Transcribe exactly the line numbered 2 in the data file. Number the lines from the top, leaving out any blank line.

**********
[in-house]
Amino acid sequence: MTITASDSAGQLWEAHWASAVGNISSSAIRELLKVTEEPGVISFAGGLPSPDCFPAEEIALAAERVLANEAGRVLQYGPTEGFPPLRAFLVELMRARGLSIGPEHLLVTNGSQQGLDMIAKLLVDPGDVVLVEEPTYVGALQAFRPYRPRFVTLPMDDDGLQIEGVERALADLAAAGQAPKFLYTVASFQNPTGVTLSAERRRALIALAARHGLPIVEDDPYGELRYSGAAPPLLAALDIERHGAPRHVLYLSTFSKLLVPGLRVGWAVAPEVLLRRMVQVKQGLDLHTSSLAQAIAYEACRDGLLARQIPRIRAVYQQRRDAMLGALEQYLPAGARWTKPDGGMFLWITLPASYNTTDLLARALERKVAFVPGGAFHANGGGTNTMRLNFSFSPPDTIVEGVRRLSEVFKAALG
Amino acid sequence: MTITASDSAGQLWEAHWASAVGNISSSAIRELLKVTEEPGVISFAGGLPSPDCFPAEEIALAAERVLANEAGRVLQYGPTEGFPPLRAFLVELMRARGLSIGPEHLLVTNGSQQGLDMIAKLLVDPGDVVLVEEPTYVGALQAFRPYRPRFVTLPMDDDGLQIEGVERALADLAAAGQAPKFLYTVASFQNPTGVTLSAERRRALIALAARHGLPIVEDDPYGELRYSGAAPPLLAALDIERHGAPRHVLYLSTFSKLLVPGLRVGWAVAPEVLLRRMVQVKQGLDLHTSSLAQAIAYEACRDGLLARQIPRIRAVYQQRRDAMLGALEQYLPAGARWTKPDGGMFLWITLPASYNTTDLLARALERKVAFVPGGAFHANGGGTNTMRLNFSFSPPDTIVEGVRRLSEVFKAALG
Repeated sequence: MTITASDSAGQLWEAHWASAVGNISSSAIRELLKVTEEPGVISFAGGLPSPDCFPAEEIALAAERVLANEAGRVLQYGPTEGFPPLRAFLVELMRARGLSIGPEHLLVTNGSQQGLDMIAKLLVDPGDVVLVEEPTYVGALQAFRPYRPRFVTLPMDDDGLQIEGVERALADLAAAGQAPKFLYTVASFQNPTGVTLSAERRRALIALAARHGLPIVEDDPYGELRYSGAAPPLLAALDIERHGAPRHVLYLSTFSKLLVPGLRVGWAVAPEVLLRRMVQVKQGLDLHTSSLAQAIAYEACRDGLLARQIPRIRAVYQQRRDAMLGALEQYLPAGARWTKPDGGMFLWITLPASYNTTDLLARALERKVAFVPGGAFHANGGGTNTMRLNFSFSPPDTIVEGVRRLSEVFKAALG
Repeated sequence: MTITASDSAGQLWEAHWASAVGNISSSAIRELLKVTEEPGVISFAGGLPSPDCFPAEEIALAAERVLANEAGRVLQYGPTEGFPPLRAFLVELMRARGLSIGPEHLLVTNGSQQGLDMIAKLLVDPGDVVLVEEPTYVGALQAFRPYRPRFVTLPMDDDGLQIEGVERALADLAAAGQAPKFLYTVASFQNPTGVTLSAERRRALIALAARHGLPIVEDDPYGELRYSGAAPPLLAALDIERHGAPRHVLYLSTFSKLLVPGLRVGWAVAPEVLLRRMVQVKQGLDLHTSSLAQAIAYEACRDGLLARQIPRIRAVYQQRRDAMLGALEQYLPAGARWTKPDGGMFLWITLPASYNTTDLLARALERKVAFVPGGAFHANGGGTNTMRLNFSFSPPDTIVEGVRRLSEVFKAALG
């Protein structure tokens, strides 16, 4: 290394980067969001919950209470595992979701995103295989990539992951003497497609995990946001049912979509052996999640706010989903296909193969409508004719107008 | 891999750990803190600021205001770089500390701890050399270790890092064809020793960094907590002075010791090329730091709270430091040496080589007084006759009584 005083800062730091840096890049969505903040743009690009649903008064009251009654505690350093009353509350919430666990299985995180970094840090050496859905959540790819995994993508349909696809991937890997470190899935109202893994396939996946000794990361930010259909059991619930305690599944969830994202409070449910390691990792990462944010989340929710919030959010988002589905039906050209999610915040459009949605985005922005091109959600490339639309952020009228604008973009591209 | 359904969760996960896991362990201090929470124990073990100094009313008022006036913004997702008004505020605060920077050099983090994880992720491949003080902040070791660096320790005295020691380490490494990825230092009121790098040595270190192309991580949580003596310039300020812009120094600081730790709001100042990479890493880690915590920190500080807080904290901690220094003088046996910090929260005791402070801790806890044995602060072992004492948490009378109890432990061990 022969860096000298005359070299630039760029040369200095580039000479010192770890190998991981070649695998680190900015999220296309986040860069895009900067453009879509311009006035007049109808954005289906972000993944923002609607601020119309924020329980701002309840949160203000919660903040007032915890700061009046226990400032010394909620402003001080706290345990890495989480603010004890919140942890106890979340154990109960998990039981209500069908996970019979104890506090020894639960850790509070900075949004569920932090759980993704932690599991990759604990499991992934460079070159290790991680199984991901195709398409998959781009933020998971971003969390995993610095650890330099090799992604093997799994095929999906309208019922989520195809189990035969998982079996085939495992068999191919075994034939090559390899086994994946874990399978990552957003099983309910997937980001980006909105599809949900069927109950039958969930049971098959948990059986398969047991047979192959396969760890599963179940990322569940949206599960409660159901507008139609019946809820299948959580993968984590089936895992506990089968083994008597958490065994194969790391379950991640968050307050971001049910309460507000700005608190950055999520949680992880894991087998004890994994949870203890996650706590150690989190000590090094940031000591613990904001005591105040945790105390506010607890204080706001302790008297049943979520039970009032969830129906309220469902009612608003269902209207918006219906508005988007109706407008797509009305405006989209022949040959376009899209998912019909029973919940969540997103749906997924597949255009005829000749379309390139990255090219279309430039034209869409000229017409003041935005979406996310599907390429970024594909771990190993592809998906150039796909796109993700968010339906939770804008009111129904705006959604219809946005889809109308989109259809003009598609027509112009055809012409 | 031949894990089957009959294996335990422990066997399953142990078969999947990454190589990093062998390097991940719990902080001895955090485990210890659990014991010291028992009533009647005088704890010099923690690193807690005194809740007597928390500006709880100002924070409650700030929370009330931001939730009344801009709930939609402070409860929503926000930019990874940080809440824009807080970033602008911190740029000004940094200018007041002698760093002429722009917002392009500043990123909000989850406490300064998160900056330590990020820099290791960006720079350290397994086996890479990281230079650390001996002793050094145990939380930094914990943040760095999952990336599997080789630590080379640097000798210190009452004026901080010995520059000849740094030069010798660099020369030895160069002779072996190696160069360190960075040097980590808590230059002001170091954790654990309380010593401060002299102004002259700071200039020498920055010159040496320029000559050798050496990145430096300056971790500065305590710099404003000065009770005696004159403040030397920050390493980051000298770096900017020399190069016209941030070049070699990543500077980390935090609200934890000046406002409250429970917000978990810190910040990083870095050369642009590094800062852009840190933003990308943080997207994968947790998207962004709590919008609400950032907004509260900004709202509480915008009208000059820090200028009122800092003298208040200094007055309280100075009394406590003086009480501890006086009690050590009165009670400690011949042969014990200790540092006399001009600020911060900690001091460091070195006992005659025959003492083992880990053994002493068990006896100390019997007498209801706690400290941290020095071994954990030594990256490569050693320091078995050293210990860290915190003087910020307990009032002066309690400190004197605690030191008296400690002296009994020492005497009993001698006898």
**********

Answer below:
Amino acid sequence: MTITASDSAGQLWEAHWASAVGNISSSAIRELLKVTEEPGVISFAGGLPSPDCFPAEEIALAAERVLANEAGRVLQYGPTEGFPPLRAFLVELMRARGLSIGPEHLLVTNGSQQGLDMIAKLLVDPGDVVLVEEPTYVGALQAFRPYRPRFVTLPMDDDGLQIEGVERALADLAAAGQAPKFLYTVASFQNPTGVTLSAERRRALIALAARHGLPIVEDDPYGELRYSGAAPPLLAALDIERHGAPRHVLYLSTFSKLLVPGLRVGWAVAPEVLLRRMVQVKQGLDLHTSSLAQAIAYEACRDGLLARQIPRIRAVYQQRRDAMLGALEQYLPAGARWTKPDGGMFLWITLPASYNTTDLLARALERKVAFVPGGAFHANGGGTNTMRLNFSFSPPDTIVEGVRRLSEVFKAALG